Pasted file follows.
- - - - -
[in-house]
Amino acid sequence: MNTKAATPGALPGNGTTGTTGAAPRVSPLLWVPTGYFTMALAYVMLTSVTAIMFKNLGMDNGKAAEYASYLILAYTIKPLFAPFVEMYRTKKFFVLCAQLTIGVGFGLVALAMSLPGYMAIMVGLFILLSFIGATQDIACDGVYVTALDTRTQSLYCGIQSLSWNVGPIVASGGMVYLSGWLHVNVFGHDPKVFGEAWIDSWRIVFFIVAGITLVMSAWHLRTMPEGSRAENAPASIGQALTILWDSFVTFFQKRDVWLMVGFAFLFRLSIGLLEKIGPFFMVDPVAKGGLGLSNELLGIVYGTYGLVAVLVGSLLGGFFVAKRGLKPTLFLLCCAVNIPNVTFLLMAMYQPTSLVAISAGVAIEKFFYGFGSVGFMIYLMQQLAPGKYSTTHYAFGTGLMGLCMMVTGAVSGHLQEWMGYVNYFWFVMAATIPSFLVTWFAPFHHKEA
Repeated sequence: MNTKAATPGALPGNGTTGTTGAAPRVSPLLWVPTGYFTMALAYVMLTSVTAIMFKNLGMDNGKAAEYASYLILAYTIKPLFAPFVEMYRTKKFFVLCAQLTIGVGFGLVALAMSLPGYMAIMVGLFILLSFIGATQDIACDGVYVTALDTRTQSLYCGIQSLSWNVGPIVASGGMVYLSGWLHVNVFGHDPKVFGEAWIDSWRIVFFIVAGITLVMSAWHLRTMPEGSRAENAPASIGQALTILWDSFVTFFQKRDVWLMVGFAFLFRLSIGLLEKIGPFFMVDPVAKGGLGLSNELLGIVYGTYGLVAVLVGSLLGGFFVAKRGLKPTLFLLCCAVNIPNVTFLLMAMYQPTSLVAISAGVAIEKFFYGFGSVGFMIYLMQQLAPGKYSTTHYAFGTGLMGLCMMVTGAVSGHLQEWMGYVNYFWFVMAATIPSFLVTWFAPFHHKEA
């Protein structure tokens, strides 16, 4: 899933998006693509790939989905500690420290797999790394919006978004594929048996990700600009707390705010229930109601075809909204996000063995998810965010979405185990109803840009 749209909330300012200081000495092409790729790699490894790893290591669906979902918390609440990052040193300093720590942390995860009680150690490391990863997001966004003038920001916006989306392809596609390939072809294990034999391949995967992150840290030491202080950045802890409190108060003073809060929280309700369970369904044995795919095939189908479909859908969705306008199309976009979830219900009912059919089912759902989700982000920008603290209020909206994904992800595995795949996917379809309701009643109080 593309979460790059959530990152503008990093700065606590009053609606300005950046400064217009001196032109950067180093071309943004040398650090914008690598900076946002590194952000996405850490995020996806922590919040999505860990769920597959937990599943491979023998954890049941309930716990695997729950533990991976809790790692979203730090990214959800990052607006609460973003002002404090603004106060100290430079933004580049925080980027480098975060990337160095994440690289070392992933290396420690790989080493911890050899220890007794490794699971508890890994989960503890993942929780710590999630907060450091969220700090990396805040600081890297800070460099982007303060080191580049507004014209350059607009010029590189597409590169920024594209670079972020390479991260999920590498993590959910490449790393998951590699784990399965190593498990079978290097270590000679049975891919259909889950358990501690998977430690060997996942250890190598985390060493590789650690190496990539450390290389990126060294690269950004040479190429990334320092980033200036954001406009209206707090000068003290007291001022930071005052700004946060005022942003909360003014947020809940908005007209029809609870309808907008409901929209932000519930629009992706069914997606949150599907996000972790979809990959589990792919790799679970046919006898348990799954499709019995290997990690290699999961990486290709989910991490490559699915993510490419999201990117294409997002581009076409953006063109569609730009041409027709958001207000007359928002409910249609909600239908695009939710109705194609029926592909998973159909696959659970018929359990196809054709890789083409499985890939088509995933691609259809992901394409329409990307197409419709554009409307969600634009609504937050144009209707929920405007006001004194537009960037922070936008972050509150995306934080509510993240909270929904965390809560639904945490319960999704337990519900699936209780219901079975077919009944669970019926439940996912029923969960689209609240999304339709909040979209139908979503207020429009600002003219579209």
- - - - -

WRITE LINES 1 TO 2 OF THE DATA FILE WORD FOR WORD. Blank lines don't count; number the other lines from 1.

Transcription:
[in-house]
Amino acid sequence: MNTKAATPGALPGNGTTGTTGAAPRVSPLLWVPTGYFTMALAYVMLTSVTAIMFKNLGMDNGKAAEYASYLILAYTIKPLFAPFVEMYRTKKFFVLCAQLTIGVGFGLVALAMSLPGYMAIMVGLFILLSFIGATQDIACDGVYVTALDTRTQSLYCGIQSLSWNVGPIVASGGMVYLSGWLHVNVFGHDPKVFGEAWIDSWRIVFFIVAGITLVMSAWHLRTMPEGSRAENAPASIGQALTILWDSFVTFFQKRDVWLMVGFAFLFRLSIGLLEKIGPFFMVDPVAKGGLGLSNELLGIVYGTYGLVAVLVGSLLGGFFVAKRGLKPTLFLLCCAVNIPNVTFLLMAMYQPTSLVAISAGVAIEKFFYGFGSVGFMIYLMQQLAPGKYSTTHYAFGTGLMGLCMMVTGAVSGHLQEWMGYVNYFWFVMAATIPSFLVTWFAPFHHKEA